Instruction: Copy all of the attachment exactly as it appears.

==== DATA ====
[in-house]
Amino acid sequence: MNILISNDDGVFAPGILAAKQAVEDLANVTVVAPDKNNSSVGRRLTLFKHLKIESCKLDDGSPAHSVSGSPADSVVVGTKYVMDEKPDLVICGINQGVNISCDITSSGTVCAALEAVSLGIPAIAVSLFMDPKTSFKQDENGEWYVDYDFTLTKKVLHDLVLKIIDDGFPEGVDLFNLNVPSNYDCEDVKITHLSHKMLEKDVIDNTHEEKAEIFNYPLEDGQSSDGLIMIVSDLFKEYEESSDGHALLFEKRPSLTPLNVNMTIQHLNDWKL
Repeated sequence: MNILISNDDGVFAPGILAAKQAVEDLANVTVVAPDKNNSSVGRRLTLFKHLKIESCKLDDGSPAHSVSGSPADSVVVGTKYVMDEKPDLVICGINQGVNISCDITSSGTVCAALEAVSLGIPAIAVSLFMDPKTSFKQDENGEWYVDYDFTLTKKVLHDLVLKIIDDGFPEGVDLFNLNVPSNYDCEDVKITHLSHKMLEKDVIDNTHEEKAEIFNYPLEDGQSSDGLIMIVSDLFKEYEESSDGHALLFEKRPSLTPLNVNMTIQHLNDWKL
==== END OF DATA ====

[in-house]
Amino acid sequence: MNILISNDDGVFAPGILAAKQAVEDLANVTVVAPDKNNSSVGRRLTLFKHLKIESCKLDDGSPAHSVSGSPADSVVVGTKYVMDEKPDLVICGINQGVNISCDITSSGTVCAALEAVSLGIPAIAVSLFMDPKTSFKQDENGEWYVDYDFTLTKKVLHDLVLKIIDDGFPEGVDLFNLNVPSNYDCEDVKITHLSHKMLEKDVIDNTHEEKAEIFNYPLEDGQSSDGLIMIVSDLFKEYEESSDGHALLFEKRPSLTPLNVNMTIQHLNDWKL
Repeated sequence: MNILISNDDGVFAPGILAAKQAVEDLANVTVVAPDKNNSSVGRRLTLFKHLKIESCKLDDGSPAHSVSGSPADSVVVGTKYVMDEKPDLVICGINQGVNISCDITSSGTVCAALEAVSLGIPAIAVSLFMDPKTSFKQDENGEWYVDYDFTLTKKVLHDLVLKIIDDGFPEGVDLFNLNVPSNYDCEDVKITHLSHKMLEKDVIDNTHEEKAEIFNYPLEDGQSSDGLIMIVSDLFKEYEESSDGHALLFEKRPSLTPLNVNMTIQHLNDWKL